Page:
Serenity

by Administrator 15. September 2013 02:43

My new album is out on Jamendo. Check it out here if you like.

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Music | My Stuff

RequireJS Interception

by Administrator 5. September 2013 13:20

RequireJS is sort of the counterpart to dependency injection in .NET/Java. It allows to wireup javascript modules creating loosely coupled modules - really neat when your codebase starts to grow. Looking at dependency injection frameworks like Castle Windsor or Unity you often get interception support as this fits really nice into the dependency injection concept. Interception is a way to wrap the actual code of injected components into a custom code fragement to deal with cross cutting concerns. Good uses for interception are things like:

  • Logging
  • Exception handling
  • Caching
  • Tracing (e.g. Performance)
  • Authentication/authorization

RequireJS supports plugins that allow to customize the way modules are bound. We came up with the idea to implement a plugin that provides interception for RequireJS and here it is!

First of all to provide a plugin for RequireJS, you just define a module the way you would define any other module. The module has to at least implement the load method. The parameters of this method are:

  • The name of the module to load
  • The standard require function
  • A callback to be invoked with the loaded module.

Have a look at this one:

define(
  [],
  function () {
    "use strict";

    var module = {
      load: function (name, parentRequire, load) {
        parentRequire([name], function (module) {

          // Iterate over functions on the given module and wrap
          // them in a proxy function.
          _(module).functions().each(function (functionName) {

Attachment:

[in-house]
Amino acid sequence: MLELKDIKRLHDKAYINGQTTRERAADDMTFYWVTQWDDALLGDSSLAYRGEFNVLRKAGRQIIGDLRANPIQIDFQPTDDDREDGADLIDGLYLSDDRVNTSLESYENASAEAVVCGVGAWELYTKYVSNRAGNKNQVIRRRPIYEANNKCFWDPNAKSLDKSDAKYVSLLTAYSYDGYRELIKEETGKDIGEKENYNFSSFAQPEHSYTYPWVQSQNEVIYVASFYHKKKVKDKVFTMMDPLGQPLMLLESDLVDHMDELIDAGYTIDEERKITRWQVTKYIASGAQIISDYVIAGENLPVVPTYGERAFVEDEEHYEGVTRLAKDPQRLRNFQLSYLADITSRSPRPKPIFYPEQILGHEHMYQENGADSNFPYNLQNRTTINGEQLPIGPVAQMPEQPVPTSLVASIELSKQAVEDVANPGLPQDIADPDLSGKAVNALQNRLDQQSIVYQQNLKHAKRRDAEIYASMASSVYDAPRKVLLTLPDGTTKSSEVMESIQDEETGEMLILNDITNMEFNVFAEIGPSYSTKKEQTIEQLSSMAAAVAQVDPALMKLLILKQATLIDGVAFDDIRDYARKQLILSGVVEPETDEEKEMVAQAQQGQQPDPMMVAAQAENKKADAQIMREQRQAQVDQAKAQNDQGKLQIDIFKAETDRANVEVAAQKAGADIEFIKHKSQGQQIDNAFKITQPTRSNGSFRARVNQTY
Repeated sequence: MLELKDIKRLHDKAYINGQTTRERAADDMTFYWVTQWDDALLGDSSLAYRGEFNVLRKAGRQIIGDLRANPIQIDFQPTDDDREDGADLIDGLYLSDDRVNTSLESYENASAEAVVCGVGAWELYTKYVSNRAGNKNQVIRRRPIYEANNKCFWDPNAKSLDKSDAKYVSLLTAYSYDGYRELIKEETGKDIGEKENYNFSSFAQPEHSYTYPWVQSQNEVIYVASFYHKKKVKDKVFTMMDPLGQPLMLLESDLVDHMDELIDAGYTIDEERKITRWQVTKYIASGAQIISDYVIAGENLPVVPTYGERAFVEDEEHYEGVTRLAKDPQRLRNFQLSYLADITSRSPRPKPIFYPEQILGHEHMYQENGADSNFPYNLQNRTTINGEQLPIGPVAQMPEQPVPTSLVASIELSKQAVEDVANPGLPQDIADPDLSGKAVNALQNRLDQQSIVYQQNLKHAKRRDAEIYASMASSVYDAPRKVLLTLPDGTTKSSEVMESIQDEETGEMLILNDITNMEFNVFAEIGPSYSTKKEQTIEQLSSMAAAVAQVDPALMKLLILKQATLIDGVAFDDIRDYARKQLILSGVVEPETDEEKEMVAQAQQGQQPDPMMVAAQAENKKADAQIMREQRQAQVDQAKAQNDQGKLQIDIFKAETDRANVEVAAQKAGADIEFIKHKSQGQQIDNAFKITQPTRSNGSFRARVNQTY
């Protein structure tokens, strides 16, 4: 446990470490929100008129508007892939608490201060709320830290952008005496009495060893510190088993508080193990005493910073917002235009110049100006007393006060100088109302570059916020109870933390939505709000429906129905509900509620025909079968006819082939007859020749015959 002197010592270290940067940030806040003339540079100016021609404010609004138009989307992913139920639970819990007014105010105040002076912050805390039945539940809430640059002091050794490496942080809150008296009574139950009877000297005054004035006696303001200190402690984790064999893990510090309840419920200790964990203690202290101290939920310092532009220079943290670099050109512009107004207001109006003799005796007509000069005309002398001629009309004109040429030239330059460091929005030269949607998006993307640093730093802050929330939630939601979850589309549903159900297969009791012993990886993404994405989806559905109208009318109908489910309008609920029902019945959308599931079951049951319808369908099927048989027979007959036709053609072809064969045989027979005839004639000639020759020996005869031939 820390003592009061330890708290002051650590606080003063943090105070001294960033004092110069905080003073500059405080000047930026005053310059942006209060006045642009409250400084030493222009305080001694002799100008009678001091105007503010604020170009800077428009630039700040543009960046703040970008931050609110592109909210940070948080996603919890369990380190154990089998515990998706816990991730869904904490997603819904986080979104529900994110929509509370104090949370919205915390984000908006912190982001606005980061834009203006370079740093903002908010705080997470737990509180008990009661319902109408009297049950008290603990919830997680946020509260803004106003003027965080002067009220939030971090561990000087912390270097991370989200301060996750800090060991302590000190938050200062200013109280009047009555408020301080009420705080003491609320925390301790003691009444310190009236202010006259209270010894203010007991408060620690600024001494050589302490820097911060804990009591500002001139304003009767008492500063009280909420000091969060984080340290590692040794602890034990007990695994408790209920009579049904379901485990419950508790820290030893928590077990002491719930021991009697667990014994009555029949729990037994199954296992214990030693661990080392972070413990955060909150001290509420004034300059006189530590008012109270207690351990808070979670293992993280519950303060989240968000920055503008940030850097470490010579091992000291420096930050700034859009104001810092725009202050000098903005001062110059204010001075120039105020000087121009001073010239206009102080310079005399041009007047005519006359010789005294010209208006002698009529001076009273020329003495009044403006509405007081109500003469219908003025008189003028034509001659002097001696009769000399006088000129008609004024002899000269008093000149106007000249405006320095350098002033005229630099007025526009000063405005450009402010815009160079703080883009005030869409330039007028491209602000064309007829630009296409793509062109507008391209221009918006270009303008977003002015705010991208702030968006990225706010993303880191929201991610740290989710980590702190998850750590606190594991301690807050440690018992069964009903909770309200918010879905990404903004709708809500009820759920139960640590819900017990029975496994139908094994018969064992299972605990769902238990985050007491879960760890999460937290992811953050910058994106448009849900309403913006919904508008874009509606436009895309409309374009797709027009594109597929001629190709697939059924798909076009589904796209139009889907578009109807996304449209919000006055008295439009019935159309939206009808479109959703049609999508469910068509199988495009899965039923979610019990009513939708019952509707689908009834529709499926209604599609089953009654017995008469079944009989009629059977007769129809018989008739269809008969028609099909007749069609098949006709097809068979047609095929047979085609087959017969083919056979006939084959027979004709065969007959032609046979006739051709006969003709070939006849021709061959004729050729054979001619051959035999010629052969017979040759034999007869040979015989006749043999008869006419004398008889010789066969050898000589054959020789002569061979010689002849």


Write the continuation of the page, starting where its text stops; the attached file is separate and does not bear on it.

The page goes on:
var originalFunction = module[functionName];
            var operationId = _.uniqueId();
            var timeStampBefore = new Date().toLocaleTimeString();
            var timeStampAfter;

            module[functionName] = function () {
              //
              // Actions BEFORE executing the original function.
              //


              // Original method call.
              var result = originalFunction.apply(module, arguments);

              //
              // Actions AFTER executing the original function.
              //

              return result;
            };
          });

          // Notify require that the module has loaded.
          load(module);
        });
      }
    };

    return module;
  });

What't happening here is really simple, first we invoke to original function to get to the raw module. Then we iterate over the defined functions and wrap them in a new function that may execute code before/after the original function call.To use this plugin, you can use the <plugin>! prefix:


require (["intercept!myModuile"], function (myModule) {
});


That's all. Perhaps you'll find ways to do something similar in your projects. We use the interception mainly for tracing at this point.














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